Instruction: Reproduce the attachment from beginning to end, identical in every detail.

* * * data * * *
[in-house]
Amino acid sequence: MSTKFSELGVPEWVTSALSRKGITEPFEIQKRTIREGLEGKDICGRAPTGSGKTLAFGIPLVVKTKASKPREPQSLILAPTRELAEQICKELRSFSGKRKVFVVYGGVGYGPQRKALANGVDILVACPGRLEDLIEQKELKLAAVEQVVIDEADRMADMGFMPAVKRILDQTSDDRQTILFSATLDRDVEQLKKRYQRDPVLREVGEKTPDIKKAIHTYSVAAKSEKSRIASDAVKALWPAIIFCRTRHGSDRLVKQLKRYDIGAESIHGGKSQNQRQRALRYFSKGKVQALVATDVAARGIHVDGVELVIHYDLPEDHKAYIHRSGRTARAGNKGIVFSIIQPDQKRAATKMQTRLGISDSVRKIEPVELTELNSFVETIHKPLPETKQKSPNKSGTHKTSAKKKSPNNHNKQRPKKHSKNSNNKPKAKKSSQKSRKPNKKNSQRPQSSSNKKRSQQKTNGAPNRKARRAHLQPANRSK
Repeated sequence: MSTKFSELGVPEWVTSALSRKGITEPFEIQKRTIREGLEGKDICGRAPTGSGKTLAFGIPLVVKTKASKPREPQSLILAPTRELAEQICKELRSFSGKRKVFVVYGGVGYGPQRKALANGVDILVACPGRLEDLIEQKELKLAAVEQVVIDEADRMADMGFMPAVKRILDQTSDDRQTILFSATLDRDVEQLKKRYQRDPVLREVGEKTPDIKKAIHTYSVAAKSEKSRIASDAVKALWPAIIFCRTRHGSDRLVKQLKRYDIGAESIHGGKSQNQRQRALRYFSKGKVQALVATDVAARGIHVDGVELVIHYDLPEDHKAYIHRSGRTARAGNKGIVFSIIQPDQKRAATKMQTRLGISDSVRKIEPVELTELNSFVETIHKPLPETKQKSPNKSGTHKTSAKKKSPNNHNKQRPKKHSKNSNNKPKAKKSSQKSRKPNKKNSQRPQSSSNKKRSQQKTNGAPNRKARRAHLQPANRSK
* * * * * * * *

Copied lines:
[in-house]
Amino acid sequence: MSTKFSELGVPEWVTSALSRKGITEPFEIQKRTIREGLEGKDICGRAPTGSGKTLAFGIPLVVKTKASKPREPQSLILAPTRELAEQICKELRSFSGKRKVFVVYGGVGYGPQRKALANGVDILVACPGRLEDLIEQKELKLAAVEQVVIDEADRMADMGFMPAVKRILDQTSDDRQTILFSATLDRDVEQLKKRYQRDPVLREVGEKTPDIKKAIHTYSVAAKSEKSRIASDAVKALWPAIIFCRTRHGSDRLVKQLKRYDIGAESIHGGKSQNQRQRALRYFSKGKVQALVATDVAARGIHVDGVELVIHYDLPEDHKAYIHRSGRTARAGNKGIVFSIIQPDQKRAATKMQTRLGISDSVRKIEPVELTELNSFVETIHKPLPETKQKSPNKSGTHKTSAKKKSPNNHNKQRPKKHSKNSNNKPKAKKSSQKSRKPNKKNSQRPQSSSNKKRSQQKTNGAPNRKARRAHLQPANRSK
Repeated sequence: MSTKFSELGVPEWVTSALSRKGITEPFEIQKRTIREGLEGKDICGRAPTGSGKTLAFGIPLVVKTKASKPREPQSLILAPTRELAEQICKELRSFSGKRKVFVVYGGVGYGPQRKALANGVDILVACPGRLEDLIEQKELKLAAVEQVVIDEADRMADMGFMPAVKRILDQTSDDRQTILFSATLDRDVEQLKKRYQRDPVLREVGEKTPDIKKAIHTYSVAAKSEKSRIASDAVKALWPAIIFCRTRHGSDRLVKQLKRYDIGAESIHGGKSQNQRQRALRYFSKGKVQALVATDVAARGIHVDGVELVIHYDLPEDHKAYIHRSGRTARAGNKGIVFSIIQPDQKRAATKMQTRLGISDSVRKIEPVELTELNSFVETIHKPLPETKQKSPNKSGTHKTSAKKKSPNNHNKQRPKKHSKNSNNKPKAKKSSQKSRKPNKKNSQRPQSSSNKKRSQQKTNGAPNRKARRAHLQPANRSK